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How Glass Bongs are Made
As the legal cannabis market swells, so does the market for the paraphernalia used to consume it. Pipes, vaporizers, and rolling papers have all seen a surge in sales over the last decade, but none of them are as iconic and emblematic of stoner culture, as the glass bong. Regardless of if you call it a bong or a water pipe, the image your mind conjures is ubiquitous. You’ve seen them in movies, in headshops, and in your high school best friend’s basement. These beautiful devices come in a variety of shapes, sizes, and colors. But how exactly are they made, and how are artisans able to produce such intricate detail using a material as fragile as glass?
The art of glassblowing dates back centuries, sometime around the establishment of the Holy Roman Empire in the First Century BC. After all that time, the method blowers use to manipulate glass hasn’t evolved all that much. You know what they say; if it ain’t broke, don’t fix it. Tradesmen have used this technique to create everything from antique vases to the immaculate sculptures of Dale Chihuly. Nowadays, many professional glassblowers have focused their craft on the production of bongs to service the rapidly growing cannabis community. Here’s how they do it:
The Age-Old Art Of Blowing Glass
All bongs begin as molten glass after being superheated to an insanely high temperature of around 2,124 degrees Fahrenheit. After the glass is superheated, it’s collected on the end of a hollow steel pipe. From there, as you might have been able to guess from the blow in glassblowing, artisans literally blow into the rod to inflate the malleable glass. The rod itself has a small hole that blowers can use to control the airflow going into the glass to create the optimal shape. Once blowers have inflated the glass into a bulbous orb, it can be manipulated into any shape imaginable.
As the bubble cools, the glass becomes sturdier but remains workably pliable. At this point, it’s crucial to maintain symmetry and create a base that will sit flat on a surface like a coffee table. This requires continuous rotation. After forming the base, blowers then begin to shape the more cylindrical aspects of the bong. Bongs really start to take on their unique style during this step. Most of the aesthetic style elements we find on bongs, and the more practical ones like percolators, are formed separate from the bong itself and reattached later. Usually, blowers create them from the excess material not used in making the base, but sometimes they are formed from an entirely new piece of glass.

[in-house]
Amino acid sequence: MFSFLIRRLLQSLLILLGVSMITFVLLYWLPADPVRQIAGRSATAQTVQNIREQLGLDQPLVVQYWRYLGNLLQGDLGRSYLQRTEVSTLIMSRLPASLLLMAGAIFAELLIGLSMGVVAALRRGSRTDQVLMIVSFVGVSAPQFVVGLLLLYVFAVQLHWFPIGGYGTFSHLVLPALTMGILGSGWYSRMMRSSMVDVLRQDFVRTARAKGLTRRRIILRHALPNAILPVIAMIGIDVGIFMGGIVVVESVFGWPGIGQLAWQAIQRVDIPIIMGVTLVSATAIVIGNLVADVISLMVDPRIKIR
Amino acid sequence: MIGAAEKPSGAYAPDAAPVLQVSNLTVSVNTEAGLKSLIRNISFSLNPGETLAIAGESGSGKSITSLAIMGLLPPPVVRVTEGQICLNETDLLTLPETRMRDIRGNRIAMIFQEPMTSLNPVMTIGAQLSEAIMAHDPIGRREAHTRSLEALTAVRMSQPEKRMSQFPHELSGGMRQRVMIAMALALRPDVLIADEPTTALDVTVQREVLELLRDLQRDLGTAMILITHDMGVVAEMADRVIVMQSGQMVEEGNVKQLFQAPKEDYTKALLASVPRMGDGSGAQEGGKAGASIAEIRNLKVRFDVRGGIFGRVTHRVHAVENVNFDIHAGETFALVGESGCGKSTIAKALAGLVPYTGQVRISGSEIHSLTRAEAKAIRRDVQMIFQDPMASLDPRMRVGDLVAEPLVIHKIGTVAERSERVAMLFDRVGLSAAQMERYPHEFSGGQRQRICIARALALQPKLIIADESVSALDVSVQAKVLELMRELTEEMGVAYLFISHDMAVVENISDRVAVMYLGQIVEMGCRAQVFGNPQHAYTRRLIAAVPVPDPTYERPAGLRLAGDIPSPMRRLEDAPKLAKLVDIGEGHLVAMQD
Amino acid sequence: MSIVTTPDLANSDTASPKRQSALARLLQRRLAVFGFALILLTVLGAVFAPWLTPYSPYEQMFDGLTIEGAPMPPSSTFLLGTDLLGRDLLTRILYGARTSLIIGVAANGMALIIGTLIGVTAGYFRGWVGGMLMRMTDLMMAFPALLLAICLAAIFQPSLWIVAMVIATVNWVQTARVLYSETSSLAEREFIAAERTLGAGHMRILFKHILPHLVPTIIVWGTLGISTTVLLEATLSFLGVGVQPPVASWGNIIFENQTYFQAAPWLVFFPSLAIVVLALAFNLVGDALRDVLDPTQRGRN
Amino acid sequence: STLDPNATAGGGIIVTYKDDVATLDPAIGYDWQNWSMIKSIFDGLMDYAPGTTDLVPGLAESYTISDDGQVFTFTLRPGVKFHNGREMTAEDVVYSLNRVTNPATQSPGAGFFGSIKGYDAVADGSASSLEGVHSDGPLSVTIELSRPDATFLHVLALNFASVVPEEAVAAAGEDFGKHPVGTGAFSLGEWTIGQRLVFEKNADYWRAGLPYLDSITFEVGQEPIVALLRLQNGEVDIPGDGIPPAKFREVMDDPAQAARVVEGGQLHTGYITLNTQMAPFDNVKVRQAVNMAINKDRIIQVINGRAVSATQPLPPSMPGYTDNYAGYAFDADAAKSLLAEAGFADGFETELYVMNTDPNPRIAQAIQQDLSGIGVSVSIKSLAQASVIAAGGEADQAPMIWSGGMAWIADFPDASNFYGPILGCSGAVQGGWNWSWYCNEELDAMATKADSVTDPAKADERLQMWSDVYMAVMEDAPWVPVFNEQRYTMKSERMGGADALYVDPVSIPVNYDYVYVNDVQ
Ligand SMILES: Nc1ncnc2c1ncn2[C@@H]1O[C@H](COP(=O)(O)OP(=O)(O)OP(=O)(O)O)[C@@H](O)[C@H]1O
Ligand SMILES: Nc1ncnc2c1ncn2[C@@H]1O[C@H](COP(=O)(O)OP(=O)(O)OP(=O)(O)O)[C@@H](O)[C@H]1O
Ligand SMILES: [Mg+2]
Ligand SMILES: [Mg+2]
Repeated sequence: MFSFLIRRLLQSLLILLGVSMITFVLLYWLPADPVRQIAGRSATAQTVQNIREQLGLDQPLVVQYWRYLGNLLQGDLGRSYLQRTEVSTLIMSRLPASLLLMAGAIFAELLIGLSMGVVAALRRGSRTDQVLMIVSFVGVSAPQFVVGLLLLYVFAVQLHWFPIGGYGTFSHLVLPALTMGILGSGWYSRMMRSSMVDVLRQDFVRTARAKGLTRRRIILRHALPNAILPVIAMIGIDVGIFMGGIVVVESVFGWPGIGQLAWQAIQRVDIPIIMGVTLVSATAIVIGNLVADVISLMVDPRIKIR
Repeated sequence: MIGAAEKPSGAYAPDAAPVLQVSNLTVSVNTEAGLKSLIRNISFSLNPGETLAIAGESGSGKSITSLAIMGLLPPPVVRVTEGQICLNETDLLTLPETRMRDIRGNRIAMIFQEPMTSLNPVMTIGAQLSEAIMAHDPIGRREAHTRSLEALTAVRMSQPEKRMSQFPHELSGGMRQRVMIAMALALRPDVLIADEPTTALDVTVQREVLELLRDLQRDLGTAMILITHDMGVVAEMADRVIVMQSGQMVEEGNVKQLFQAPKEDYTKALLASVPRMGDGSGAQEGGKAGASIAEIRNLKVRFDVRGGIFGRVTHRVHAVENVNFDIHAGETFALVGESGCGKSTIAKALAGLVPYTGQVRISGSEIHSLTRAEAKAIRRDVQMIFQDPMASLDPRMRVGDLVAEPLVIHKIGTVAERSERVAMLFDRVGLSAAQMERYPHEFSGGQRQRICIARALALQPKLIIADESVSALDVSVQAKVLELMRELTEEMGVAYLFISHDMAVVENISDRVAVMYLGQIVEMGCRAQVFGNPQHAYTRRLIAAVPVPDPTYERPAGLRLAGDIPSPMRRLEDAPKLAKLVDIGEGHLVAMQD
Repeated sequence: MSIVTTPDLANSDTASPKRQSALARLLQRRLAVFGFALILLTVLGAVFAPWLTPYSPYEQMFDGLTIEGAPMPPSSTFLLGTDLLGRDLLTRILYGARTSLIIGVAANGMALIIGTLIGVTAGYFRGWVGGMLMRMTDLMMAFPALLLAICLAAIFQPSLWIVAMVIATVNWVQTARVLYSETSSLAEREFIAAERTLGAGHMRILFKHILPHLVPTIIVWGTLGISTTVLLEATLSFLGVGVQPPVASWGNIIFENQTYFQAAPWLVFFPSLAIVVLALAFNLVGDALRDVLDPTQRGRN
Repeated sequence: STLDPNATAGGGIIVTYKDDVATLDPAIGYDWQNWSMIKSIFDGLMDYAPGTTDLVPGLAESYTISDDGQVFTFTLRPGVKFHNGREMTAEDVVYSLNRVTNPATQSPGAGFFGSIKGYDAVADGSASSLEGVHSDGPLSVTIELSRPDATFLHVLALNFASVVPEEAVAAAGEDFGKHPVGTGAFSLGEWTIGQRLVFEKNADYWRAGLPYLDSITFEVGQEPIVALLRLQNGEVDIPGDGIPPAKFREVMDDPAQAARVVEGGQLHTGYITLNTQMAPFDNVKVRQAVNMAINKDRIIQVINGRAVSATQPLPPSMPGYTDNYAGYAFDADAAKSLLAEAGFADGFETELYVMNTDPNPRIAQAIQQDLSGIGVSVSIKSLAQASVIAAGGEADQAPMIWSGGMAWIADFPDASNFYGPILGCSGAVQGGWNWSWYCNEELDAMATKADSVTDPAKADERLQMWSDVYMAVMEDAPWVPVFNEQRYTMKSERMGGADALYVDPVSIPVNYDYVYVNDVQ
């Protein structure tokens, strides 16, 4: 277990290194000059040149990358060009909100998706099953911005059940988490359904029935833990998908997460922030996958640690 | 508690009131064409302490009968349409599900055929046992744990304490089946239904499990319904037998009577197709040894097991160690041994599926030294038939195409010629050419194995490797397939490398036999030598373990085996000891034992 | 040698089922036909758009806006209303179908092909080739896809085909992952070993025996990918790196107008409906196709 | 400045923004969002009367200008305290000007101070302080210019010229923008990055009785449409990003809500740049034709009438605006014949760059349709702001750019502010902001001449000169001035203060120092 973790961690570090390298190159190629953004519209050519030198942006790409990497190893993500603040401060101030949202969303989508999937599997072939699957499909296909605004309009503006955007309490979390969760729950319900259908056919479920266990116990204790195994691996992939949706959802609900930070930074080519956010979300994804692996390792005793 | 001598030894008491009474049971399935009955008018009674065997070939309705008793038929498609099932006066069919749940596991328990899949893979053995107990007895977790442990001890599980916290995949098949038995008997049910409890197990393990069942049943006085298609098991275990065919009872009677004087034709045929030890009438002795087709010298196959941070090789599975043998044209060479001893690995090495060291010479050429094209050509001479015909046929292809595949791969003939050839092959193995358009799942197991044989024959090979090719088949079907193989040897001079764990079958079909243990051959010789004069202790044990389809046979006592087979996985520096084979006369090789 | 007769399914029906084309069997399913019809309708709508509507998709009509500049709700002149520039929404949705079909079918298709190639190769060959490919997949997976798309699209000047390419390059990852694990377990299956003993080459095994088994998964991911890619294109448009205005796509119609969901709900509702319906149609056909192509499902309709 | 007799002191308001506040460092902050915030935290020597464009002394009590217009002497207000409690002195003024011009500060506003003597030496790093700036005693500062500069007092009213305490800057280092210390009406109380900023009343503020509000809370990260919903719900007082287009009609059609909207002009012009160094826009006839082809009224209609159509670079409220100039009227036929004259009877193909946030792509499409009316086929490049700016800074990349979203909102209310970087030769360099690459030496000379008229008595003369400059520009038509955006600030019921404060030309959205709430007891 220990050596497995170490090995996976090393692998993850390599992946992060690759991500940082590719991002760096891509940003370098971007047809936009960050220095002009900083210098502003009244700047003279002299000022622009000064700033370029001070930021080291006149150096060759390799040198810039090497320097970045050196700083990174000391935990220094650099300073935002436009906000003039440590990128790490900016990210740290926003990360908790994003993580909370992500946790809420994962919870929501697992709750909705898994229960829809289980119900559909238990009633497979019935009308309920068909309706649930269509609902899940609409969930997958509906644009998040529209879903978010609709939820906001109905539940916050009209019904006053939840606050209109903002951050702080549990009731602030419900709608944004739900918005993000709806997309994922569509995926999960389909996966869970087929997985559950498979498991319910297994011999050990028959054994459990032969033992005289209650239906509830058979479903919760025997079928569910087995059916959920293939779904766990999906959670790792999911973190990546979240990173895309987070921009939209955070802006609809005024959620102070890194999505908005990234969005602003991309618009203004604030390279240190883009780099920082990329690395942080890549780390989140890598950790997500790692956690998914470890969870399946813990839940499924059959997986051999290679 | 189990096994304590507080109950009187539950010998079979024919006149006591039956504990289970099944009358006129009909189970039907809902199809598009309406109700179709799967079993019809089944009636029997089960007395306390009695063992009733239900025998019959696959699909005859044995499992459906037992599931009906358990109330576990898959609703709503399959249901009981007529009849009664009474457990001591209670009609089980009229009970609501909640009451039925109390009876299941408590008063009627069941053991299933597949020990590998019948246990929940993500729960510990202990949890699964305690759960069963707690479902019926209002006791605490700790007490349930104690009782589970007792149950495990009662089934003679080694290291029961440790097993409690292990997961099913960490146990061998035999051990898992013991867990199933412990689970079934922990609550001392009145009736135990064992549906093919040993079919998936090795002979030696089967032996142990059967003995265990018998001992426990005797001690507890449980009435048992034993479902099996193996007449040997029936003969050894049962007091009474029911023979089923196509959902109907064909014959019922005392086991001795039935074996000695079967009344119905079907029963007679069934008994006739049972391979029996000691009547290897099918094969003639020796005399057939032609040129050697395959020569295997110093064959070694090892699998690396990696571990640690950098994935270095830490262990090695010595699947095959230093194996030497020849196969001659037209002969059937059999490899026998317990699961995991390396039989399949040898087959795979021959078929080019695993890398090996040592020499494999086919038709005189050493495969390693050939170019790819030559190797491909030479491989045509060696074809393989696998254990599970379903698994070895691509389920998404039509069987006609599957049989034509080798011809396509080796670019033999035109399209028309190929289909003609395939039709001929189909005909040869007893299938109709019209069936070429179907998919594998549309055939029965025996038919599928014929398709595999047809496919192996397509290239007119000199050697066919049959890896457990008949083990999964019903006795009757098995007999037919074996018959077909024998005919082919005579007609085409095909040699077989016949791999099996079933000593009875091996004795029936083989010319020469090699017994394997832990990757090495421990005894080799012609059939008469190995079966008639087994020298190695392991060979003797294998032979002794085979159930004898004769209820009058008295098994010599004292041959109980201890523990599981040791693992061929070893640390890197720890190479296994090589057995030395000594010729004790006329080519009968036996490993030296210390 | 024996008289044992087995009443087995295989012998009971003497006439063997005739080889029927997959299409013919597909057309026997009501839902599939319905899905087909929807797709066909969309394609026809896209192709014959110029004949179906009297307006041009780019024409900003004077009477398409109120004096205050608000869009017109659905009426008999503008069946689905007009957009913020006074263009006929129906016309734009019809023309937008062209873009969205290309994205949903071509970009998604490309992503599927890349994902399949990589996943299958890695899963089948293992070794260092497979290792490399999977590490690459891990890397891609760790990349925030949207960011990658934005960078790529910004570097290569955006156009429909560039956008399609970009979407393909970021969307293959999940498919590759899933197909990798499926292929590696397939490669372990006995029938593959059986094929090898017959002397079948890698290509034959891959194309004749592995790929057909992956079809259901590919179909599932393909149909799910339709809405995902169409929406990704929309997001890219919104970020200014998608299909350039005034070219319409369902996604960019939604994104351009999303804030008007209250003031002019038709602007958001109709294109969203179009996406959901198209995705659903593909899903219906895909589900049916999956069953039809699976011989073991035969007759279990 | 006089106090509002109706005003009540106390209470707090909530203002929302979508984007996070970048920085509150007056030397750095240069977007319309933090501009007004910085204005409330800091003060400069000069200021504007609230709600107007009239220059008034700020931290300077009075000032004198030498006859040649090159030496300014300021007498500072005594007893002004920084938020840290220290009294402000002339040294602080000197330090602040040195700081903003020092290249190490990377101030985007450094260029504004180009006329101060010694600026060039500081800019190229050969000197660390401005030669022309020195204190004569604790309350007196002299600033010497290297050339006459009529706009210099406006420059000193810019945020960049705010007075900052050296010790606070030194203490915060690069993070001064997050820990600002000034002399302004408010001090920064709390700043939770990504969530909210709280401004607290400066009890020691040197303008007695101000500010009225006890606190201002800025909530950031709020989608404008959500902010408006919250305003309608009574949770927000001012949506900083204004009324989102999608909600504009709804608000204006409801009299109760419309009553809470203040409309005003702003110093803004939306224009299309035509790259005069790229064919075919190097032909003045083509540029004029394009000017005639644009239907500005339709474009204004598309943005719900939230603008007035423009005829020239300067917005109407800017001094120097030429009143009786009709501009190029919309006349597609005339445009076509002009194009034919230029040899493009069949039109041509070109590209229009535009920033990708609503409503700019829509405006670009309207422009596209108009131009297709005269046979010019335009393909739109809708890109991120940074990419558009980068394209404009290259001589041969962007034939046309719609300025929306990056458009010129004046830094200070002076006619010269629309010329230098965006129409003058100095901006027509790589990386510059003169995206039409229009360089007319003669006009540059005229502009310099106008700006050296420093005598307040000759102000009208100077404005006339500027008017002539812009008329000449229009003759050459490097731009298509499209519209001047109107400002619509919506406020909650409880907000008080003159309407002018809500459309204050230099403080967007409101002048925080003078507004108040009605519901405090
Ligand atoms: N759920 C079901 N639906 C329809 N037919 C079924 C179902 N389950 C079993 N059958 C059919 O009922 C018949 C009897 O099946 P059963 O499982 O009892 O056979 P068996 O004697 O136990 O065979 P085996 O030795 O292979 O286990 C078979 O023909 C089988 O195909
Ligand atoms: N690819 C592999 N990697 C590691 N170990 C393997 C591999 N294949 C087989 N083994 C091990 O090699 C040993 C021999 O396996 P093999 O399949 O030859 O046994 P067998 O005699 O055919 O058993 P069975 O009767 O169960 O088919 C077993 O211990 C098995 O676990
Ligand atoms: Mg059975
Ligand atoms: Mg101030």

When forming the neck of a bong, oftentimes, blowers will employ the use of a lathe. Lathes are machines that spin the glass rod in such a way that it remains perfectly cylindrical and uniform. After forming the neck, it’s time to shape the mouthpiece. Blowers will apply heat at the point where the tube broke from the rod, and then smooth that area into a mouthpiece that won’t cut anyone’s lips. Any accessories like downstems or percolators are attached to the bong, and if necessary, the base and neck are reattached.
Determining The Quality Of A Bong
Like with anything else, a bong is only as good as the material it’s made from. Right now, lots of headshops are inundated with cheap glass that’s been imported from China. Cheap isn’t always a bad thing. For some people, the quality of their bong isn’t all that important, and having an affordable pricepoint is paramount.
For others, a superior piece is worth the extra change. If you fall into the latter category, look for a bong made of borosilicate glass. Borosilicate is an incredibly durable form of glass that is also very heat resistant. You may have familiariety with it if you’ve ever used a pyrex dish in the kitchen. High-tech lab equipment is also made of borosilicate glass, so you know this stuff is sturdy.
When determining the quality of a bong before purchasing it, consumers often make the common mistake of judging the bong solely its thickness. Generally, bongs have a range of thicknesses from 3mm to 9mm. A 9mm may feel sturdy in your hands, but if it’s comprised of bad welds, and made from inferior glass, then it’s more likely to break than thinner bong of higher quality. Ideally, what you want to find is a 9mm thick bong that is made of high-quality glass, and has been expertly crafted.